Exploring Diversity and Gender Equity (EDGE) at UH Hilo
The Exploring Diversity and Gender Equity (EDGE) project at the University of Hawaiʻi at Hilo is a first phase of efforts at the campus to articulate a plan of bold action to construct a more vibrant intellectual, social, and physical campus environment in which to nurture and educate a community of lifelong learners.
EDGE at UH Hilo is funded by National Science Foundation’s ADVANCE program under award #1209223. Donald Straney, UH Hilo chancellor, is the principal investigator and Misaki Takabayashi, chair and associate professor of marine science, is the co-principal investigator. Terrilani Chong is project administrator.
The project, situated at UH Hilo, a post-secondary institution in the mid-Pacific region, will bring the existing work of the NSF ADVANCE program into a broader population of faculty and their students. UH Hilo faculty have the opportunity of educating and inspiring emerging leaders of our nation from a wide array of cultures and ethnic backgrounds. Findings from this project will benefit the entire university community, in all departments.
Both male and female members of faculty will benefit from the Campus Climate Survey and focus group activities conducted during this project. The survey is open to faculty and/or staff of UH Hilo. Chancellor Straney and Associate Professor Takabayashi look forward to sharing the methods and results of the survey with other comprehensive and/or predominantly undergraduate institutions throughout the United States and its affiliated territories, especially those throughout the Pacific region.
Through this project, UH Hilo intends to foster and facilitate a dialogue among faculty and administrators, and specific initiatives to advance a gender-inclusive climate. The project’s mission aligns with that of NSF-ADVANCE Program to increase representation and advancement of female faculty in STEM, such that by 2016, 40% of UH Hilo faculty are women (representing a 12% increase from current), with 35% at the rank of associate professor (a 9% increase) and 30% at full professor ranking (a 10% increase). An additional objective concerns females in senior academic leadership positions: by 2016, we aim for our academic leaders to be comprised of at least 25% females (Deans, Directors, and/or Department Chairs/Division Leaders).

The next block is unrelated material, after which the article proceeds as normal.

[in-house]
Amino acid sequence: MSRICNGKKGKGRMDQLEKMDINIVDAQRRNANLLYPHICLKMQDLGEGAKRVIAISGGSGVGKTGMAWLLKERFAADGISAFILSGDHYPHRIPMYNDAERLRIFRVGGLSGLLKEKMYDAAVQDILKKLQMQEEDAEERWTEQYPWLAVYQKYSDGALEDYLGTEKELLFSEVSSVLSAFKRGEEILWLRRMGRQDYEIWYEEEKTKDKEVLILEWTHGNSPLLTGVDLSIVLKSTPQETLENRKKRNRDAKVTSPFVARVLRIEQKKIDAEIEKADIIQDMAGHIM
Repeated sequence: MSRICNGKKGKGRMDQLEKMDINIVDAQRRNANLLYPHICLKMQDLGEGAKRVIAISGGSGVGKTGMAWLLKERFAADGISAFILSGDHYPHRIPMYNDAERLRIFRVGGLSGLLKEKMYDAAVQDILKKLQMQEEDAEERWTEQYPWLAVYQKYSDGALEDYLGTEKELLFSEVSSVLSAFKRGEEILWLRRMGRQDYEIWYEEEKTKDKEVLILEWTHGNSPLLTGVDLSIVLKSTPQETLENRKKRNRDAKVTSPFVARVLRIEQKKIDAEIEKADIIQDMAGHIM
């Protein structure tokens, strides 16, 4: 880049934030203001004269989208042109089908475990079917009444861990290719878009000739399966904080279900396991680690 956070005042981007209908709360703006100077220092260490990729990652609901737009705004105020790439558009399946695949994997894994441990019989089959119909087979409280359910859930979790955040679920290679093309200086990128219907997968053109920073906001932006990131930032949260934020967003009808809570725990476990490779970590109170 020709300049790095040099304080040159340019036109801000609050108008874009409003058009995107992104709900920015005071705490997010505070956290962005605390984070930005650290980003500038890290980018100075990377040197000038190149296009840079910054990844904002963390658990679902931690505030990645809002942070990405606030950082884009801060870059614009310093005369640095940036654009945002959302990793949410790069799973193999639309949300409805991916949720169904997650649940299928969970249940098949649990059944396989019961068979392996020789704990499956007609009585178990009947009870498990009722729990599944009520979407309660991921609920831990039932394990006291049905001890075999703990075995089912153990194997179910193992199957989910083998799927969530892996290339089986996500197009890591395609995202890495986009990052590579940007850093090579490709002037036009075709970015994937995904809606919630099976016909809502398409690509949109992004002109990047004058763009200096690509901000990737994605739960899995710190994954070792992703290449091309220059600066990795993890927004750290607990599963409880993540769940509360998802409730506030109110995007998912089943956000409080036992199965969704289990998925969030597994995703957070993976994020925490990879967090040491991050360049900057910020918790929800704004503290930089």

There is a great deal of literature about methods of improving recruitment, retention, and promotion of women in faculty positions within the science, technology, engineering, and mathematics disciplines at research-intensive post-secondary institutions and their effectiveness, and about how women differ from male counterparts in their approach to success in academe. This project will examine those methods and their effectiveness at our comprehensive institution that is in a current state of self-generated growth and transformation. In addition to its status as a comprehensive university in a state of institutional transformation, UH Hilo is one of the most geographically isolated university campuses in the United States. Issues such as but not limited to gender, ethnic background, international education, and lifestyle choices will be examined to determine whether the faculty here face different challenges and/or whether differing solutions to the challenges faced by their colleagues at research-intensive institutions are found here. Findings from this IT Catalyst project will add to the existing and rich body of knowledge concerning life balance, gender equity, and other associated issues that face female faculty in STEM disciplines.